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Document 52016XC0714(01)

Publication of an application pursuant to Article 17(6) of Regulation (EC) No 110/2008 of the European Parliament and of the Council of on the definition, description, presentation, labelling and the protection of geographical indications of spirit drinks and repealing Council Regulation (EEC) No 1576/89

OJ C 255, 14.7.2016, p. 5–8 (BG, ES, CS, DA, DE, ET, EL, EN, FR, HR, IT, LV, LT, HU, MT, NL, PL, PT, RO, SK, SL, FI, SV)

14.7.2016   

EN

Official Journal of the European Union

C 255/5


Publication of an application pursuant to Article 17(6) of Regulation (EC) No 110/2008 of the European Parliament and of the Council of on the definition, description, presentation, labelling and the protection of geographical indications of spirit drinks and repealing Council Regulation (EEC) No 1576/89

(2016/C 255/05)

This publication confers the right to oppose the application pursuant to Article 17(7) of Regulation (EC) No 110/2008 of the European Parliament and of the Council (1).

SUMMARY SHEET

TEQUILA

EU No: PGI-MX-01851 — 3.1.2013

1.   Name

Tequila

2.   Category of spirit drink

‘Other spirit drinks’ category of Annex II to Regulation (EC) No 110/2008.

3.   Description

Tequila is an alcoholic beverage obtained by distilling the juices extracted directly from the heart of the blue agave (Agave tequilana F.A.C. Weber), previously or subsequently hydrolysed or cooked, and fermented using yeast (cultured or otherwise). The juices may be enriched and blended with other sugars, provided that these account for no more than 49 % of total reducing sugars expressed in units of mass. As a result, there are two categories of tequila, depending on whether or not the juice is enriched and blended with other sugars: 100 % agave tequila (in which the entire sugar content is obtained from the raw material) and tequila (blend containing up to 49 % sugars from other sources).

Each of these categories is divided into five types:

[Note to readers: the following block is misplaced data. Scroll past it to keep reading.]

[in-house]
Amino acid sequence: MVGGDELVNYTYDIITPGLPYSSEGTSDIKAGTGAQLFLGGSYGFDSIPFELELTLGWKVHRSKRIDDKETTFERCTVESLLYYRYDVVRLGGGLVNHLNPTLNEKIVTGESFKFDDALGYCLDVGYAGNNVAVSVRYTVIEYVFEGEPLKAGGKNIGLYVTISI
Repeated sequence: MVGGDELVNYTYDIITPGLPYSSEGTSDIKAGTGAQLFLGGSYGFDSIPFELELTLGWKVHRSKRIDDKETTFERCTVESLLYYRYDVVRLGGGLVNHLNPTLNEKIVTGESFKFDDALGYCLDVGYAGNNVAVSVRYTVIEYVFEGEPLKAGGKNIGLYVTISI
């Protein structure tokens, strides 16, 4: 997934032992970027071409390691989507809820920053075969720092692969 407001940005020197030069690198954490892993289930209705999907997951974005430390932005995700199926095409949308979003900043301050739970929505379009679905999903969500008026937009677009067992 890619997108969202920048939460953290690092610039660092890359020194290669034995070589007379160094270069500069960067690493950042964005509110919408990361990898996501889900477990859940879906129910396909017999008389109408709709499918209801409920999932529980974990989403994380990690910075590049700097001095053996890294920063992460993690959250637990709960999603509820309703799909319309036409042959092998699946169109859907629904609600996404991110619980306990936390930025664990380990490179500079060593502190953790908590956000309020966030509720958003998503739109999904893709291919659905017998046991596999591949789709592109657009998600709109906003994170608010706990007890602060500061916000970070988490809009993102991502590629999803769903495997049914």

Tequila blanco (white tequila): The marketed alcohol content of this product must be diluted with water where necessary.

Tequila joven/oro (gold tequila): The taste of this product may be smoothened with the use of additives. Its marketed alcohol content must be diluted with water where necessary. Any blend of white tequila with aged and/or extra-aged and/or ultra-aged tequilas is considered to be gold tequila.

Tequila reposado (aged tequila): The taste of this product may be smoothened. It is matured in common oak or holm oak barrels for at least two months. Its marketed alcohol content must be diluted with water where necessary.

Tequila añejo (extra-aged tequila): The taste of this product may be smoothened. It is matured in common oak or holm oak barrels with a maximum capacity of 600 litres for at least a year. Its marketed alcohol content must be diluted with water where necessary. Any blend of extra-aged tequila and ultra-aged tequila is considered to be extra-aged Tequila.

Tequila extra añejo (ultra-aged tequila): The taste of this product may be smoothened. It is matured for at least three years in direct contact with the wood of common oak or holm oak barrels with a maximum capacity of 600 litres. Its marketed alcohol content must be diluted with water where necessary.

4.   Organoleptic characteristics

Appearance : Light-, medium- or full-bodied, depending on how long the tequila clings to the glass, creating ‘tears’ or ‘legs’.